'One World: Together at Home' benefit concert underway with Lady Gaga, Stevie Wonder
The "One World: Together at Home" concert is underway, with Lady Gaga kicking off the performance with a rendition of Charlie Chaplin's "Smile."
Before launching into song, Lady Gaga said she hoped she her performance gives people the "permission to smile" and that she's been thinking of and praying for the health care workers on the frontlines of the coronavirus outbreak.
Stevie Wonder followed Lady Gaga with a performance of Bill Wither's "Lean on Me," which has become an anthem during the global pandemic.
Small-business loan program ran out of money within minutes, some banks say
Much of the $350 billion in the Small Business Administration's emergency coronavirus relief fund was effectively spoken for within the first minutes of launch, according to senior banking executives.
"We didn't even get through the first five minutes of applications," a JPMorgan Chase senior executive said, noting that the bank received over 60,000 applicants for the Paycheck Protection Program within those first five minutes.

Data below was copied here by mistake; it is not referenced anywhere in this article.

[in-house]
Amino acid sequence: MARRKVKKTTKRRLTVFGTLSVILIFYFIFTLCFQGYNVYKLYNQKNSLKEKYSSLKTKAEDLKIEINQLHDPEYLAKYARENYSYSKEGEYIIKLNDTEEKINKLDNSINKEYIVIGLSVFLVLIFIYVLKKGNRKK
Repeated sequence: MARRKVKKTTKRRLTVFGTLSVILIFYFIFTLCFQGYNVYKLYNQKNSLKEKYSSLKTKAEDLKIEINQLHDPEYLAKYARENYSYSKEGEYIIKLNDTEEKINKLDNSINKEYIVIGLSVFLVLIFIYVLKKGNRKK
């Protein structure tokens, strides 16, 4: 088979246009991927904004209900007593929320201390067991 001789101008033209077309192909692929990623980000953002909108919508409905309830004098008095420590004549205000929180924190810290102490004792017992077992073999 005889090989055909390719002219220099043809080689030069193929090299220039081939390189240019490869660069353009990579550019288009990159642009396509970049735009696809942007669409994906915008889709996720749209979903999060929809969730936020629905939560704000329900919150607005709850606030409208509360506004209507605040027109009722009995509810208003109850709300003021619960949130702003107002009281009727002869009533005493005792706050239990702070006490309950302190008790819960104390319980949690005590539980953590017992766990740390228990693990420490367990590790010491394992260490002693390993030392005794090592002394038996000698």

A senior Bank of America executive said the bank was getting over 10,000 applications per hour, and Wells Fargo said over 170,000 "expressions of interest" were filed with the bank within just the first two days.
For the past two weeks, small-business owners have been checking their emails and calling their bankers and the SBA to check on the status of their application, not knowing that the first phase of the program was over before it barely began.